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Diesel Cancer Risk Higher Than Expected

EPA data shows that exhaust from diesel engines accounts for 78\r\npercent of the total cancer risk from all hazardous outdoor air\r\npollutants combined.

EPA data shows that exhaust from diesel engines accounts for 78 percent of the total cancer risk from all hazardous outdoor air pollutants combined, according to an analysis by Environmental Defense.

The analysis is based on a massive EPA study, which provides detailed estimates of the levels of 41 top hazardous air pollutants in every community in the United States.

EPA''s previous version did not include information on diesel particulate emissions.

"The dominance of diesel in the unhealthiness of our air is a revelation," said David Roe, Environmental Defense senior attorney. "It couldn''t be seen before, only because studies weren''t trying to look for it."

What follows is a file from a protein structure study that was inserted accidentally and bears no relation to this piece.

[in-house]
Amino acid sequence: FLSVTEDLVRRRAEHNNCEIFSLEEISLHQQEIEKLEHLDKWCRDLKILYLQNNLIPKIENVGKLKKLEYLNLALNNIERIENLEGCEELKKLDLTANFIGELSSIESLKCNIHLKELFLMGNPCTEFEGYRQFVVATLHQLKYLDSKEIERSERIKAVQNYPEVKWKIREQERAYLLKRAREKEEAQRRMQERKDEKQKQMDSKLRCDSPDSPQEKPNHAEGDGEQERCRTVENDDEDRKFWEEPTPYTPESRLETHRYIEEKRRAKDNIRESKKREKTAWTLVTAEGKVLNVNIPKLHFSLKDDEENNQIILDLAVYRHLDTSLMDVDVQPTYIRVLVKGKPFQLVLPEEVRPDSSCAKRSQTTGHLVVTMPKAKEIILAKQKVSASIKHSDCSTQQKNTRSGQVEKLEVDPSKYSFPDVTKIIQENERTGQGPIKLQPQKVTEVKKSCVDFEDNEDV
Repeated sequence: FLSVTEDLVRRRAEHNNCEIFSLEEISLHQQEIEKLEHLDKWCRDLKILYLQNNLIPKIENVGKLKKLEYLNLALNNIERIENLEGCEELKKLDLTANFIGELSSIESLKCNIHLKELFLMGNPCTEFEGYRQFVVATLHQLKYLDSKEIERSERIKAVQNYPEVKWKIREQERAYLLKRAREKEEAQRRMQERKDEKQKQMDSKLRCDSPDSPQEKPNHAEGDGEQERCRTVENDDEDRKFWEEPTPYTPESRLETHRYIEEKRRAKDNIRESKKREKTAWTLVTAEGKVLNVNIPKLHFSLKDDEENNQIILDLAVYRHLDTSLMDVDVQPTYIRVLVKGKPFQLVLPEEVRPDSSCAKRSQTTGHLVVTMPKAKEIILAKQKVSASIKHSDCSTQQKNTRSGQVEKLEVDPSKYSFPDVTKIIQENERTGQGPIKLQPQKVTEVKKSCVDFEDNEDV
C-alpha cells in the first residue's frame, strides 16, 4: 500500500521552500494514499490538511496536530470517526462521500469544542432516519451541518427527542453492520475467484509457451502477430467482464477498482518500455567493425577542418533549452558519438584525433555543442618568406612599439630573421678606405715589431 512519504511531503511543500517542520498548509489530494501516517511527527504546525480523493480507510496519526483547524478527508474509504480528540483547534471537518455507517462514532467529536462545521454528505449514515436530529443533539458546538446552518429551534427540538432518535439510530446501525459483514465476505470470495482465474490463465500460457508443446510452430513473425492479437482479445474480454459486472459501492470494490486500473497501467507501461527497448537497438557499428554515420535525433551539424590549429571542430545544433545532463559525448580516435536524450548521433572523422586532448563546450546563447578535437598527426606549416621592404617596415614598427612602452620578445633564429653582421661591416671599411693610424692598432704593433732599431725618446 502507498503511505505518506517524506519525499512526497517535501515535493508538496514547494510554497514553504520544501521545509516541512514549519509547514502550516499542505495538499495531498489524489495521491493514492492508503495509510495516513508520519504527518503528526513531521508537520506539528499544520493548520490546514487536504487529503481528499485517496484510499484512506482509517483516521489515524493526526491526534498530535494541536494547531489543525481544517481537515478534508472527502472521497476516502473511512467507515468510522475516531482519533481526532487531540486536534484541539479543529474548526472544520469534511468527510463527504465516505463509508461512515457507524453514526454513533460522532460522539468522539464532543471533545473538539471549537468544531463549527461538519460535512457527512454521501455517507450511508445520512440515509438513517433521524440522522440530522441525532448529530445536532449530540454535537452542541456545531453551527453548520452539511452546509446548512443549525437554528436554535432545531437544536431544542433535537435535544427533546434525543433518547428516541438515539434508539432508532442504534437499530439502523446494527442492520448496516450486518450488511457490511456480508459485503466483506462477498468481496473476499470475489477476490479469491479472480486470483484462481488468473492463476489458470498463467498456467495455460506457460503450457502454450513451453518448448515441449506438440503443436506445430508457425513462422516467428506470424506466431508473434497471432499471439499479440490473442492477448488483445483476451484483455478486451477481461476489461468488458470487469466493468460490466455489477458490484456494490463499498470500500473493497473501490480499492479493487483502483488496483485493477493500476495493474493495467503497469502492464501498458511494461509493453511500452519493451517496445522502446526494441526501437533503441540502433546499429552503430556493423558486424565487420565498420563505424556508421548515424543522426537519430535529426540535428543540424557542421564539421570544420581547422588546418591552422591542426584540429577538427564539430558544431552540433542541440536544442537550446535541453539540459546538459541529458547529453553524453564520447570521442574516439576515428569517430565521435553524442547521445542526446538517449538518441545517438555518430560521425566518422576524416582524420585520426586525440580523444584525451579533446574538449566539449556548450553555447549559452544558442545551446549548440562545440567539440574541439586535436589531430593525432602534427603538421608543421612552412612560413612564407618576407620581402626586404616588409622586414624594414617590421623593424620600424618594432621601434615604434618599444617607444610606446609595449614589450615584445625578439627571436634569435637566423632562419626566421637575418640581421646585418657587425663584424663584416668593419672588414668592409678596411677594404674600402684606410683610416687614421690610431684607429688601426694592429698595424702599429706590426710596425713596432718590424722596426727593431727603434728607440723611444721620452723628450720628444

Environmental Defense''s Web site,, is able to translate quantities of hazardous air pollutants into cancer risks, both nationally and at the local level. For any locality, see:

"The bad news is that cancer risks from air toxics are much higher than the public has been told before. The good news is that a great deal of the air toxics problem can by addressed by focusing on just this one pollutant," said Roe. "Cutting diesel exhaust has to be priority number one for everyone concerned about the health of our air."

Diesel''s predominance leads to surprising results. For example, San Francisco shows a risk level of 2,600 additional cancer cases per million, with 90 percent of the risk coming from diesel emissions.

The goal set in the Clean Air Act for air toxics is a maximum of one additional case per million.

The air pollution comes both from diesel vehicles on the roads, like trucks and buses and from off-road equipment like bulldozers and heavy construction machinery.

"Offroad diesel equipment is a big part of the problem that most people don''t realize, and that is long overdue for emission controls," Roe said.

by Virginia Sutcliffe

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